3. Are you willing to be bored for God and others if that’s what you need to do to love them well?
  4. Is there anything you need to accept about life? What can you thank God for in this situation?

A Culture Shock

“If you were of the world, the world would love you as its own; but because you are not of the world, but I chose you out of the world, therefore the world hates you.” – John 15:19.

Romans 12: 2 tells us, “Don’t copy the behavior and customs of this world, but let God transform you into a new person by changing the way you think…” The challenge is disengaging from the culture we live in. Let’s think about dating and relationships for moment.

For better or for worse? Really? With so many mixed messages in our culture that speak to the contrary, it is no wonder that young people don’t think of dating as the means of finding a spouse. Do we really, at a young age, grasp the definition of a commitment for life? We live in a throwaway culture. If it doesn’t click, discard it and move on. We get distracted so easily. 

It is hard for young people to stay focused on what really matters when they are dealing with so much coming at them that while acceptable in society is diametrically opposed to their Christian values and beliefs. The culture can easily become the norm rather than the exception. Those that are dating or contemplating marriage need to realize that it is a spiritual matter. Choosing your future spouse is more than just picking someone you’re compatible with. It’s a faith-filled journey of both joy and pain, but it’s through that journey that God reveals the very person that was created for each of us to fulfill his ultimate purpose for our lives.

By being open to God’s will in all aspects of dating, one can grow in our faith as God helps to shape the relationship. When searching for a spouse, it is essential to be open to God’s will and center one’s life around Christ. When you date with marriage in mind, you are, from the start, shaping a relationship that is built on character—a relationship that helps you to be a Godly partner. After all, it’s got to be much deeper, because we’re talking about for better and for worse, in sickness and in health, until death do us part.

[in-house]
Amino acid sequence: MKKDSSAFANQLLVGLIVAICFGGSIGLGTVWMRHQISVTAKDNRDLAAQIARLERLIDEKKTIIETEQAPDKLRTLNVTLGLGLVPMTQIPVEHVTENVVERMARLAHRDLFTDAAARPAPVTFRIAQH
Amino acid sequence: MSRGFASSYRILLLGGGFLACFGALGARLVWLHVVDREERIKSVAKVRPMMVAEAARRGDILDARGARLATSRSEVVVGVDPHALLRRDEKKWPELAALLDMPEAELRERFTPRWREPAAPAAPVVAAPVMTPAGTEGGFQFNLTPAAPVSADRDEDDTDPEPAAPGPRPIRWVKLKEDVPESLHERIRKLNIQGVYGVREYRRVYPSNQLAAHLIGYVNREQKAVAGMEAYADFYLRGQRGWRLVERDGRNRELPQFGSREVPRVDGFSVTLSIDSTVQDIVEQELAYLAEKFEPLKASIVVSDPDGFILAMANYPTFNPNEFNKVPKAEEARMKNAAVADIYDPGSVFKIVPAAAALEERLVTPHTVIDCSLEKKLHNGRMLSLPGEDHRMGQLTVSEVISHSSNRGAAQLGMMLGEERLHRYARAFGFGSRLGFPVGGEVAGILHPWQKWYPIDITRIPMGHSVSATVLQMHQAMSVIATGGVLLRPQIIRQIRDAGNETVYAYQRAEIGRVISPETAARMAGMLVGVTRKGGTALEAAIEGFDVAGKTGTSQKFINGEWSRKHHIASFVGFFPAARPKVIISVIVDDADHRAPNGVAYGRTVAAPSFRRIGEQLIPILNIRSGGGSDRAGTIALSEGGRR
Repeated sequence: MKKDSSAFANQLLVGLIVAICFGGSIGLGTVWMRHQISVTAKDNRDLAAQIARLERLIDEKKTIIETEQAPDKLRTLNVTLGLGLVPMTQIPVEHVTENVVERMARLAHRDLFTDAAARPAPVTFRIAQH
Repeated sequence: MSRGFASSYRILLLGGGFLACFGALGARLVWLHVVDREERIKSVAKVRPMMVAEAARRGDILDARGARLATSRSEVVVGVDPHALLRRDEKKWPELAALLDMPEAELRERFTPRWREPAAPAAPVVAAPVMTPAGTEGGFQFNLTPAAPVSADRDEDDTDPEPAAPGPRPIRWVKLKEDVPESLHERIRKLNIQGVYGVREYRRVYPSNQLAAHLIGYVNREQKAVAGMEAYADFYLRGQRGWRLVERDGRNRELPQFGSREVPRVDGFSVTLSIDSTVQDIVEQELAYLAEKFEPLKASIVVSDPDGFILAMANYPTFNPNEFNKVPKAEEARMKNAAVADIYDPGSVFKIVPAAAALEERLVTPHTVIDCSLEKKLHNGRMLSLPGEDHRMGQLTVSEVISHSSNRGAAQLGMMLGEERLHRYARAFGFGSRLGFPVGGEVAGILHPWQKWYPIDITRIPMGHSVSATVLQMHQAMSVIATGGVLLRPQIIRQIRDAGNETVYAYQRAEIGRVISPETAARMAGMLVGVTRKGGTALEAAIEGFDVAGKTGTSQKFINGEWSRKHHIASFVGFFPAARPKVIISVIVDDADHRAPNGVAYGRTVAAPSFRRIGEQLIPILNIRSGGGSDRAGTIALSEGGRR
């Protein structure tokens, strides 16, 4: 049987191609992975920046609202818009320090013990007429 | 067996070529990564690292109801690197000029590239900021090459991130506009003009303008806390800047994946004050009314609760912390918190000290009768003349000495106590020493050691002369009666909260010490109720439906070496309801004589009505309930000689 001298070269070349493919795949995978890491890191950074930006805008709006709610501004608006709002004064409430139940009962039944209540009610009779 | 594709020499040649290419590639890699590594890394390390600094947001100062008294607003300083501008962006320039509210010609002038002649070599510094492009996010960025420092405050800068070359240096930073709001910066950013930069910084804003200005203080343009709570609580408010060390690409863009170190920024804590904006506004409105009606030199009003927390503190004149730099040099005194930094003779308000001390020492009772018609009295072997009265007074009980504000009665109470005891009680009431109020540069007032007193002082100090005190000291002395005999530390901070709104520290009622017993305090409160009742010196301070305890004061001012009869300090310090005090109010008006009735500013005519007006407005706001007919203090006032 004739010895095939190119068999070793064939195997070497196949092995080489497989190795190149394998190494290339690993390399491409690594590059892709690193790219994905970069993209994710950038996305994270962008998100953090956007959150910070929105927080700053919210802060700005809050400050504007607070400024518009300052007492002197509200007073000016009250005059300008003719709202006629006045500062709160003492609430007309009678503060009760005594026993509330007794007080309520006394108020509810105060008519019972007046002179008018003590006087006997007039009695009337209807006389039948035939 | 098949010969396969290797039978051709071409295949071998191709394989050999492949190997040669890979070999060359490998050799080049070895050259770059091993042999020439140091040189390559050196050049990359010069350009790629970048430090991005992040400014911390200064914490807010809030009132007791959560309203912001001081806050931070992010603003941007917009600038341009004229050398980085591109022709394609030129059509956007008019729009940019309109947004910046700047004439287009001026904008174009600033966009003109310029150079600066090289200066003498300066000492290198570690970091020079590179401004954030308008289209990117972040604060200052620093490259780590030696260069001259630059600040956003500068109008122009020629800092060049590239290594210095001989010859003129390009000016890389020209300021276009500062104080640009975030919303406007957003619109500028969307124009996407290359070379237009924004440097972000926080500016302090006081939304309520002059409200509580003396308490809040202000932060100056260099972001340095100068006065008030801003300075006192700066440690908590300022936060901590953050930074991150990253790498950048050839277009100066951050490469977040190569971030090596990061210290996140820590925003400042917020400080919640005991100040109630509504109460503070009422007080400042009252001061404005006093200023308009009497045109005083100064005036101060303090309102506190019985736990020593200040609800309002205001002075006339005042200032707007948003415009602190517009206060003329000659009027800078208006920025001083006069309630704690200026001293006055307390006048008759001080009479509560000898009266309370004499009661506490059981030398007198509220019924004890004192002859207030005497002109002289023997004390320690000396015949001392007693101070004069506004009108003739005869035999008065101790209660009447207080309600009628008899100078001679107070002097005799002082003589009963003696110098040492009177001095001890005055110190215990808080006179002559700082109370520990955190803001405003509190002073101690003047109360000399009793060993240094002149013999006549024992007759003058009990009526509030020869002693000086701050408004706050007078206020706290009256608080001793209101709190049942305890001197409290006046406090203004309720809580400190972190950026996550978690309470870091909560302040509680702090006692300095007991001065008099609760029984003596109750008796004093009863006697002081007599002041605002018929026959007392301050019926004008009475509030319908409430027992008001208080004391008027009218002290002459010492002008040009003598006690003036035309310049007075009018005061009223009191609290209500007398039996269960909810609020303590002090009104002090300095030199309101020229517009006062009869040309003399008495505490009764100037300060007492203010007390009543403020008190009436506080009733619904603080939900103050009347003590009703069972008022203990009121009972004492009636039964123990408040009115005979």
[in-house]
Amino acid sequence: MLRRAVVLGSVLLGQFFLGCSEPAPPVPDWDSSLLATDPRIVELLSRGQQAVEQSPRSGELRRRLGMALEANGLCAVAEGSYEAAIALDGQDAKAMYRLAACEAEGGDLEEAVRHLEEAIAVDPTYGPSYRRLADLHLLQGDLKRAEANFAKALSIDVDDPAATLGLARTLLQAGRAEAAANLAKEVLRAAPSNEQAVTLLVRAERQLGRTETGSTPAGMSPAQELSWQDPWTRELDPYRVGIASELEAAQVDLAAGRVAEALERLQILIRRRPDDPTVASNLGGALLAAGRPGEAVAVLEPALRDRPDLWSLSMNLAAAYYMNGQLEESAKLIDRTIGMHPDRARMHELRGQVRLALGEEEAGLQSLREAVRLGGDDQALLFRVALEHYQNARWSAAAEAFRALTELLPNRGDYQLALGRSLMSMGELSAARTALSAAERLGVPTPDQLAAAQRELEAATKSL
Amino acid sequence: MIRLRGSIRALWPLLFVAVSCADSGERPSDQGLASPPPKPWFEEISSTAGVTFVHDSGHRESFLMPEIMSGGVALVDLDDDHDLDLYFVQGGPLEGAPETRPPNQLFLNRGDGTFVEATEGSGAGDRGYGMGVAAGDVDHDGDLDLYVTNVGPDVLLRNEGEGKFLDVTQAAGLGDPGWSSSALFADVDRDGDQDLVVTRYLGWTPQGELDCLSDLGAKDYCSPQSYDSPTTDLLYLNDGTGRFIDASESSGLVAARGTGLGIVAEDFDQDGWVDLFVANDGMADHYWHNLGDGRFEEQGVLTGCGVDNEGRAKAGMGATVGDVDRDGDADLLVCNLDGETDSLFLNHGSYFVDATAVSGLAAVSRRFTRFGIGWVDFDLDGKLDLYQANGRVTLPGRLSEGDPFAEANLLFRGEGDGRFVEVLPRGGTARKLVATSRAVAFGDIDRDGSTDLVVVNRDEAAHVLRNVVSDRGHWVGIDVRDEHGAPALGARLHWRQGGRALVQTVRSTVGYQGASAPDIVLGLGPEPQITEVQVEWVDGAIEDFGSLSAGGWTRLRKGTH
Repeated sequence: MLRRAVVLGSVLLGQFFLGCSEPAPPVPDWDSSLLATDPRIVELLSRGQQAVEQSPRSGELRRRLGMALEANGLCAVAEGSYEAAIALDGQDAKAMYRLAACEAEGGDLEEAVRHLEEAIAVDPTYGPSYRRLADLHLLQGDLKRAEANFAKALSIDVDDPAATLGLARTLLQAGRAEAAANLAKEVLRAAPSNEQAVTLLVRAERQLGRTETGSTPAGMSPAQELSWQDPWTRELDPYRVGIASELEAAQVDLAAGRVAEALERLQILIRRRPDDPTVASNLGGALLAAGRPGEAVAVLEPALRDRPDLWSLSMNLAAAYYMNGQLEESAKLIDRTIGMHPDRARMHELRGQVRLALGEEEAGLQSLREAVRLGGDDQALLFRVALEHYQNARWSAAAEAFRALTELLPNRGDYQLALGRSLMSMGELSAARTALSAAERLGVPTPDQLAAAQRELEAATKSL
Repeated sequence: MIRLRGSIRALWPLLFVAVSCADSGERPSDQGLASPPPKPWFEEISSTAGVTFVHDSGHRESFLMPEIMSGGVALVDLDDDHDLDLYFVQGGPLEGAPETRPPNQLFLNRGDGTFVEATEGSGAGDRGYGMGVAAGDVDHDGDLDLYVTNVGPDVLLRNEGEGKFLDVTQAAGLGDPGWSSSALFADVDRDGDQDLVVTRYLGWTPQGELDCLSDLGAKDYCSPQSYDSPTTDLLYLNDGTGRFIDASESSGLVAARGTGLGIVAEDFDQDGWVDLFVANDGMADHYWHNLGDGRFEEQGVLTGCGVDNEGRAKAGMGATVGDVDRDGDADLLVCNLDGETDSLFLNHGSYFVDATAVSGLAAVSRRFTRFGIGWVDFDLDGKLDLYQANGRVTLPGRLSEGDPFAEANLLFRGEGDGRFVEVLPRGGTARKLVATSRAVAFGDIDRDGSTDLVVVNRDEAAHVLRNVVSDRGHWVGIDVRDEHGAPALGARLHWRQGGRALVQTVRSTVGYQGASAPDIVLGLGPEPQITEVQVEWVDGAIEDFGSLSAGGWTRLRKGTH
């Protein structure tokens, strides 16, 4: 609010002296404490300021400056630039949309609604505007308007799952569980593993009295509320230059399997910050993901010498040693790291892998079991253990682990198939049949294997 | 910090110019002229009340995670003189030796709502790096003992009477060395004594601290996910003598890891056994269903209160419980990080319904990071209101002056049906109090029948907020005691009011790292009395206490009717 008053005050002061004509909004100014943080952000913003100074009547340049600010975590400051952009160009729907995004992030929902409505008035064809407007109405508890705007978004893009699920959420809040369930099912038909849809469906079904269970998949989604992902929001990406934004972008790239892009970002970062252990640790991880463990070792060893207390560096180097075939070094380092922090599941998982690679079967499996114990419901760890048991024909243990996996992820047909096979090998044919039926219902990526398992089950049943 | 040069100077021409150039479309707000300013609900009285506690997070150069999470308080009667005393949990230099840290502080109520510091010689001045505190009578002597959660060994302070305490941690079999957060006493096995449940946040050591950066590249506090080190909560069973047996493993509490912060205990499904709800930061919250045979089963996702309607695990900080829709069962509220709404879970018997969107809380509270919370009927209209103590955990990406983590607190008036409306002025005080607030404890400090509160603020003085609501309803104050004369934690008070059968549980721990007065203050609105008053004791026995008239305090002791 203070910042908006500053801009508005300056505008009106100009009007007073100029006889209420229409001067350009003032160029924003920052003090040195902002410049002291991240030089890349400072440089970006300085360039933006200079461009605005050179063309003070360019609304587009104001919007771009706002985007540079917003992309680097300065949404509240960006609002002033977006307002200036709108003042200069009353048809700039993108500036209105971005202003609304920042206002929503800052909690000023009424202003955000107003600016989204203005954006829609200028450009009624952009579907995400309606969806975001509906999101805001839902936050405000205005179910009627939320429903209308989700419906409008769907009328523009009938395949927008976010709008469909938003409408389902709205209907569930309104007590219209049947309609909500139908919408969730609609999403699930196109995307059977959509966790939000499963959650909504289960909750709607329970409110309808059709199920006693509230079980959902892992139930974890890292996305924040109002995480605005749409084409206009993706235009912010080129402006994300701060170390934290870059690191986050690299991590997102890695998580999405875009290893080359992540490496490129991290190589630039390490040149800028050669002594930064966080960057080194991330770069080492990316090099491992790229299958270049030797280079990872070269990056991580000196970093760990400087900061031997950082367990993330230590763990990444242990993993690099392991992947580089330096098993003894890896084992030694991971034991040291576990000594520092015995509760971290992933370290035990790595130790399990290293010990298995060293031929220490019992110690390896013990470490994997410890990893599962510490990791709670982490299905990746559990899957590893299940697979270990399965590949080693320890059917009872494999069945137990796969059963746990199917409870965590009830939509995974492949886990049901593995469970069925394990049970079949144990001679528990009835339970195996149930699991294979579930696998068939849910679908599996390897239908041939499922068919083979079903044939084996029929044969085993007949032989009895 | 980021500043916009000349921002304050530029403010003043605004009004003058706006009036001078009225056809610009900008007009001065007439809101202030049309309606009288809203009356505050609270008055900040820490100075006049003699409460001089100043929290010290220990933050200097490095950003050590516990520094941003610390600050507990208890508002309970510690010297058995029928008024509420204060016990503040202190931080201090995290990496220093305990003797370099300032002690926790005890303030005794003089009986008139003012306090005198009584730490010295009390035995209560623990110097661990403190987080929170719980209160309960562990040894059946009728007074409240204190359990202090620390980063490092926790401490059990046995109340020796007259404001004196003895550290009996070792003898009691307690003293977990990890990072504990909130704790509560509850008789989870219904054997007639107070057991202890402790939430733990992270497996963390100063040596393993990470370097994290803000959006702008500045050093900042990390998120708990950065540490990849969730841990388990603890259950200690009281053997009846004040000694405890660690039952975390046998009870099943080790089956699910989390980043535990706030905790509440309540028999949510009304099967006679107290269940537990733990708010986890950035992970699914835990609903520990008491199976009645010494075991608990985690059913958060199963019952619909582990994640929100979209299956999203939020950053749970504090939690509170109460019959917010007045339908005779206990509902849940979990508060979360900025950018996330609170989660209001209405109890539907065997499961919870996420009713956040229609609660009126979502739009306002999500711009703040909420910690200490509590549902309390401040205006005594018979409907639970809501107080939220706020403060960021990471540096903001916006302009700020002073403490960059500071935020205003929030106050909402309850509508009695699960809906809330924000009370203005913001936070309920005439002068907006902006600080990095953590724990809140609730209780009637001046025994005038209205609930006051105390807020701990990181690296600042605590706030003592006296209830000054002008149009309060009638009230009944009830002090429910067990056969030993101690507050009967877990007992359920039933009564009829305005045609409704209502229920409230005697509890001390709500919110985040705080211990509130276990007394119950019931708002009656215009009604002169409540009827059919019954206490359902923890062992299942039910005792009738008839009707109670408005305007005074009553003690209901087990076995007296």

A question for all the married people out there: what would you do different if you were dating today? How is the culture different today? Would you make different choices? Would you listen to family and friends who offer advice?  Would you be more purposeful about dating? Would you make more mature decisions? 

We might consider what we can do to help young adults to discover and understand the real purpose of dating. We can help them make wiser choices. We can talk with them about decisions and commitments.  We can help them with questions about their faith in Jesus Christ and in dating and marriage. We can keep them from making the mistakes that so many young people have made before them. 

Discussion Questions:

  1. What do you think is (or was) the best part of dating?  What do you think is (or was) the hardest part of dating?   
  2. How does our culture impact the dating experience? How does your relationship with God impact your dating experience?
  3. Read 1 Corinthians 15:33: Do you believe this verse includes dating? Why or why not?
  4. Read Song of Solomon 2:7: What does this verse mean to you?
  5. Discuss the idea of a mentor’s role in dating/relationship? Have you been impacted by the example of others?